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Matthew Hill

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When opposites frustrate – don’t give up!

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Diversity can bring huge benefits to an organisation, but are you getting the most from it? Matthew Hill gives advice and guidance on managing diverse teams.

When the pressure is on within a team, the cracks will begin to show. This is often evidenced by escalating displays of emotion and tension. Sometimes a negative spiral of events can take the group from cooperation and contentment, to anger and near breakdown in a matter of months or even weeks.

It is not just external client or work pressure that is the cause. Invisible differences in job expertise and personal styles within any team lie like unexploded bombs, waiting to hurt progress and injure harmony.

Managed well, however, differences can actually be used to enhance team performance, produce innovation and strengthen rapport. When ignored though, these traps will cost you time, stress and money.

We have seen competent and effective teams disintegrate as some of the most dangerous differences come to the surface and present a barrier to exchange, collaboration and even honesty amongst colleagues.

How does it happen? Let us look at a real case;

A marketing executive with an action based go-getting style with wide experience of direct response mailings and interactive marketing programmes was generating a large number of initiatives for the British pharmaceuticals market. He worked with a conservative, risk-averse scientist from the product management department. She had a deep knowledge of her customers (doctors), a track record of successful product launches and a measured approach to business.

The clash was obvious, painful and damaging.

First came the disagreements about action, timing and content. From this the pair developed a reluctance to communicate openly. When this escalated we saw a referral of their dispute to a senior executive. Within the target market the new campaigns were not hitting the mark. The situation became so intense that a mediator was brought in to deal with the personal issues that arose.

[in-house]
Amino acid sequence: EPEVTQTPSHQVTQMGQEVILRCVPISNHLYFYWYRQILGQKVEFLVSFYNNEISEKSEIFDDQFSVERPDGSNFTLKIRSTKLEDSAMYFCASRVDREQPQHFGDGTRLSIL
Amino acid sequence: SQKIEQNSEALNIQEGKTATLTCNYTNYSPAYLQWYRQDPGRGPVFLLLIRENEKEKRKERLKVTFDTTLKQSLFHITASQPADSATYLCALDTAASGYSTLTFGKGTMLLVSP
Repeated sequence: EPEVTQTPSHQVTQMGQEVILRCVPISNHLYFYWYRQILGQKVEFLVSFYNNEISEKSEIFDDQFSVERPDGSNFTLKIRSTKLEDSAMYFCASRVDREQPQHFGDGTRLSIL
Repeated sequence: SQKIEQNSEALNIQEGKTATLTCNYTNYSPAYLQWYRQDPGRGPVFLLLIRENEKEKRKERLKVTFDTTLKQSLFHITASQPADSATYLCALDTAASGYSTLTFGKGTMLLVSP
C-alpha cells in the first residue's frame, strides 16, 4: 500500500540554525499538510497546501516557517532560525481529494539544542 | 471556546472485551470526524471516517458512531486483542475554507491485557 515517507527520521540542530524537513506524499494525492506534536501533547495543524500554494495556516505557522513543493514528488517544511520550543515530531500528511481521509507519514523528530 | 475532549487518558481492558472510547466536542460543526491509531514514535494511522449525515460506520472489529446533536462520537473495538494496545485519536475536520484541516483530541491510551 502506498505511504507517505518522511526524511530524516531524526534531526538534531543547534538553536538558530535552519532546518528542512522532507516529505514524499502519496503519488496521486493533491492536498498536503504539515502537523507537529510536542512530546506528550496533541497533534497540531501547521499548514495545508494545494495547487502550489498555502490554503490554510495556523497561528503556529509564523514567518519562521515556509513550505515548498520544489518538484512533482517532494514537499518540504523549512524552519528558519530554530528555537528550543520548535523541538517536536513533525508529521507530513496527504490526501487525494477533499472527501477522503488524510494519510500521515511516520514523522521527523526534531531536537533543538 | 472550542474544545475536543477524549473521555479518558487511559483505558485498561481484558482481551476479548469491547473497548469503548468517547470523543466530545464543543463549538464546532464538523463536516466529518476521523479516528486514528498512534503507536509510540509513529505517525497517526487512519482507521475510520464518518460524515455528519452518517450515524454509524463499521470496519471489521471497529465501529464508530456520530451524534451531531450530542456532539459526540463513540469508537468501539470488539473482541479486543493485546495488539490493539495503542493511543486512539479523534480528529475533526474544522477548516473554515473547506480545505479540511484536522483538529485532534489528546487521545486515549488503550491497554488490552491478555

He saw immediately that both people were high-calibre professionals who wished the best for their departments and the company as a whole. Further, he saw this was a clash of styles and cultures. His brilliance, however, was to see the opportunity of not just putting the fire out but to create a super-performing team from the differences he witnessed.

He took action. Meetings were arranged to give both parties exercises in raising self-awareness that reflected on their own styles, and the benefits and costs of their regular working behaviours. Then he developed their competence in dealing with colleagues who had varied personal styles. Finally he arrived at the $64,000 question. How could they work together in a super-effective way?

The answer was synergy. When 1+1 =3. The marketeer was producing a large volume of work but he experienced a low success rate with his output. The product manager knew what worked based on testing the market, understanding buying behaviour and being on top of research data, market measurement and the principles of piloting new initiatives.

Putting the two together in a new working relationship of ‘creator’ and ‘tester’ produced a win and a win. The number of failures went down, saving time and energy and promoting the marketeer’s personal career brand as a better executive. The product manager began to receive fewer but better initiatives that where market ready, effective and produced higher returns. Her success rate increased, as did her relationship with the marketeer.

From this real example we begin to see that managing differences positively is an opportunity for reducing negative management time, increasing collaboration between diverse groups and for producing additional revenue and profits for your organisation.

The symptoms of difference are: complaints centered on style, different work rates, power based conflict, poor group dynamics and aggressive or low energy speech patterns.

Instead of ignoring these signs see them as a call to action. Take notice and see if there is a synergy that can grow out of the difference. Is there a way to align outcomes whilst using differences constructively? The best performing teams of all are diverse teams. This is because, as Belbin shows us, super-performing teams need to consist of different team types contributing in different ways to make a department or project optimally effective.

The key is managing the synergy creation process. This is not magic but does require using a mediator or manager with the confidence and sophistication to separate facts from emotions, personality traits from work styles and complaints from evidence of difference.

The developmental step is either to practice this yourself or bring in an expert to will help turn team conflict into profitable synergy.

The next time you witness a team in interpersonal crisis, before sighing heavily,  remember that synergy is an opportunity for cash and happiness.

Matthew Hill is a mediator and consultant at Hill Networks. 

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